At first Jack had travelled up front with the three aristos, now that Ralph and Hennessy’s seats were spare, until Toby had politely taken him aside for a quiet chat, and was relegated to the rear. Despite the veneer of friendly banter, he was still the baitman, and staff were like the animals they hunted, it was best not to anthropomorphise them too much, lest the bullet’s aim be spoilt. That suited Jack too, respectful acrimony worked both ways.
Now, he crouched with his employers as they watched the gentle primates, casually plotting their murder. The apes were at one with their jungle environment, timeless in peaceful comfort, while the shooting party sweated and shifted uneasily, their incongruous garb alien to their surroundings, as were any notions of decency modern society had failed to instil in such a protected species.
“It’s important to build something yourself. No-one respects people who’ve got it all for free.” Leo didn’t think he described himself, instead he explained to Jack his issues with modern charity. “You give too much, there’ll always be a begging bowl, and they won’t learn to fend for themselves.”
The fire spat and crackled between them as the night deepened, Leo perched on a camp stool polishing his bespoke silver rifle, the flames bringing a golden shine to the metal that lit his face. “Let’s face it, the billions poured into this continent have killed more than they’ve saved, mainly because of these.” He patted the gleaming barrel. “Africans just don’t know what to do with money, they’re still too tribal to make it work.”
HEAVY WEIGHS THE CROWN
Leo was oblivious to the native staff he had employed to hoist the base camp tents, set the fire, cook his food and track their prey. Jack looked behind him, the guides sat around their own fire, where he would have been ensconced before his upgrade. The laughter that drifted over suggested a lighter tone than the philosophising he was privileged to have endured the last hour.
“There’s an art to spending money well,” said Leo. “You have to know who to trust, otherwise it can be… easy to get confused. People may think I’m a fool, but I’m not.” He looked straight at Jack. “Yeah, I know what people think, I’ve always known, ever since I was six and nanny asked me to fetch my mother’s earrings for her. I know people take advantage, laugh behind my back. Years of taking the bill at restaurants, wondering if you’d have the same friends if you didn’t always pay, then deciding it’s best not to know. The trick is not to care. There’s a responsibility to being a Winchester, we have a lot of people to look after, livelihoods to protect, it’s not as easy as people think.”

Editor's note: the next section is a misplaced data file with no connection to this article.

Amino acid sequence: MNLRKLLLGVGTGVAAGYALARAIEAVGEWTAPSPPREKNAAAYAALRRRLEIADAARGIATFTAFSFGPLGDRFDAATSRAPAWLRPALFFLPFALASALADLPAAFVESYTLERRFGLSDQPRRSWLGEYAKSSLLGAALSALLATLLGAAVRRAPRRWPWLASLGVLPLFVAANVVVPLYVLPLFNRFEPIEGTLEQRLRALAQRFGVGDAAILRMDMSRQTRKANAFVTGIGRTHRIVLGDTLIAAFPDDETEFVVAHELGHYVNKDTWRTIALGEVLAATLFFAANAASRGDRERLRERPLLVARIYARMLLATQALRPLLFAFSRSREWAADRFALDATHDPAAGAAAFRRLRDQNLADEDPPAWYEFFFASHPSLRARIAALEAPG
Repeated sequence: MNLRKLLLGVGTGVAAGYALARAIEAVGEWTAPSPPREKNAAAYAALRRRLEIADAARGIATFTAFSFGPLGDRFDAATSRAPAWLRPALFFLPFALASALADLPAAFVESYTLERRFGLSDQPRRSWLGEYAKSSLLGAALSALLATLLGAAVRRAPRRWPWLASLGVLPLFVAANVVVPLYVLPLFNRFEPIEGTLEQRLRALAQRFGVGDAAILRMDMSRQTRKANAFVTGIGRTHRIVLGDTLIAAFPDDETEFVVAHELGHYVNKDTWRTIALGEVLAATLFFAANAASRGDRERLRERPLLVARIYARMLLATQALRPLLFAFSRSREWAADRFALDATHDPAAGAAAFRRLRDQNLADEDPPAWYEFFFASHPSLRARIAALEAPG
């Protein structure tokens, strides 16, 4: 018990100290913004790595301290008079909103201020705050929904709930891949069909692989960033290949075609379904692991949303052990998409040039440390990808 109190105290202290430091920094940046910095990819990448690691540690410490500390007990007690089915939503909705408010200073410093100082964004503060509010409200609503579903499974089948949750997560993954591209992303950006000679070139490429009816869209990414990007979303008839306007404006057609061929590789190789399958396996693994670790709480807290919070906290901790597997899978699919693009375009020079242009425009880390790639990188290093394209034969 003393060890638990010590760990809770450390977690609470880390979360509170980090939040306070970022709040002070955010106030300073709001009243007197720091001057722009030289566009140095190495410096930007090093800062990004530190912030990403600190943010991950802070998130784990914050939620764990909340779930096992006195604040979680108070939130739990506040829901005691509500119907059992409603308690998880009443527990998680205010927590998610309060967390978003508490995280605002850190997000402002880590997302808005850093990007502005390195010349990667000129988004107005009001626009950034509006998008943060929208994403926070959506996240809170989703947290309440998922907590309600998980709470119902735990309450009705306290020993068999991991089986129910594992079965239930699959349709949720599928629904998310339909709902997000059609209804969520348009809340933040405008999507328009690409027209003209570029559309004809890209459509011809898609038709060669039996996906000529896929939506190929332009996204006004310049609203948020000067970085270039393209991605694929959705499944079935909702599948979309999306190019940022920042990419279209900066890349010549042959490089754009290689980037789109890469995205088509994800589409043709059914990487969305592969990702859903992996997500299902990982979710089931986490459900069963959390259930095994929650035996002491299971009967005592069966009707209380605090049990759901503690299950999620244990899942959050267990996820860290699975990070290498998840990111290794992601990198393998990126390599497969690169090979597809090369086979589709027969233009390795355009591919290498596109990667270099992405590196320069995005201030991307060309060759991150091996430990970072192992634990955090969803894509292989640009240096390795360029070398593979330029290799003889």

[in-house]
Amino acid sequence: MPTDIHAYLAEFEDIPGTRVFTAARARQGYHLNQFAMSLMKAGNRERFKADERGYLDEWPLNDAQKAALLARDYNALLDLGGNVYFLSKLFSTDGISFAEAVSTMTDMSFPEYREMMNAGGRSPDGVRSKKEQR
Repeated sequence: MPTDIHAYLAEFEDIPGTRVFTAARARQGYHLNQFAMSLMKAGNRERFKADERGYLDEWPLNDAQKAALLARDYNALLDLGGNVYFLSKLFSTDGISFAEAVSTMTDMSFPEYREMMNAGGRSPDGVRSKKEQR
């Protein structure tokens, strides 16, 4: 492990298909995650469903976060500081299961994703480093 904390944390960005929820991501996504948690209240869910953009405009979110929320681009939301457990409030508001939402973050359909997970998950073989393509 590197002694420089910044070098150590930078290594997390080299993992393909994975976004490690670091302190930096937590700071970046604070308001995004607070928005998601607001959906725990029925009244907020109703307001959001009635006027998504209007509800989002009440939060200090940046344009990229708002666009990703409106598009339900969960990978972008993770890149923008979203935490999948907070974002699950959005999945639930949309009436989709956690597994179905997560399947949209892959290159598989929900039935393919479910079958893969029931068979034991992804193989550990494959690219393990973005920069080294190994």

“Heavy weighs the crown?” said Jack. He almost regretted the sarcasm, but it brought a laugh. Leo tossed him his hip flask. Jack hated whisky, but he understood the dram was an offer of friendship it would be too rude to refuse. It still burned his tongue.
“It’s just… lonelier than you’d imagine sometimes. Not always a camaraderie when you’ve got so much more than most people you meet. You don’t always choose your friends, you just move in similar circles, and find some are easier company.”
WE LIVE IN THE COMPANY OF STRANGERS
Jack stood up and passed back the flask. He tottered slightly, a stage show of drunkenness to justify refusal if offered again. “It’s not always money that separates people,” said Jack, when he was seated. “Sometimes, it’s just life. I’ve never been the most… gregarious man, and never much wanted to be. Being alone doesn’t have to be the worst thing in the world, it’s not the same as loneliness.”
He stared into the fire, the flames a reminder of why he was there. “We live in the company of strangers, but when we crave them, we lose them.”
Leo raised the flask in salute. “Wise words young man. Perhaps we’re not so different after all. Well, apart from the obvious.”
Jack smiled. “Someone once told me, everyone starts the same, and finishes that way too. It’s the stuff in-between we can try and do something with.”
“That’s what this is,” said Leo. “I was always built for better things, without being allowed to reach them by myself. Wasn’t allowed to join the Army, kept out of the family firm because Dad doesn’t want the competition, so he says. They gave me the run of Foxglove, but it’s just a big house really, not as much fun as you’d think. My little sister gets to do more than me, most of the time. Like being on a leash my whole life, or made to wear gloves so my hands don’t get dirty.”
Leo had managed to get his hands dirty anyway, mused Jack. Nobody’s life went to plan, everyone made mistakes along the way, but some could afford to squander what others only dreamt of attaining. That sparse common ground also revealed a division far greater than the fire between them.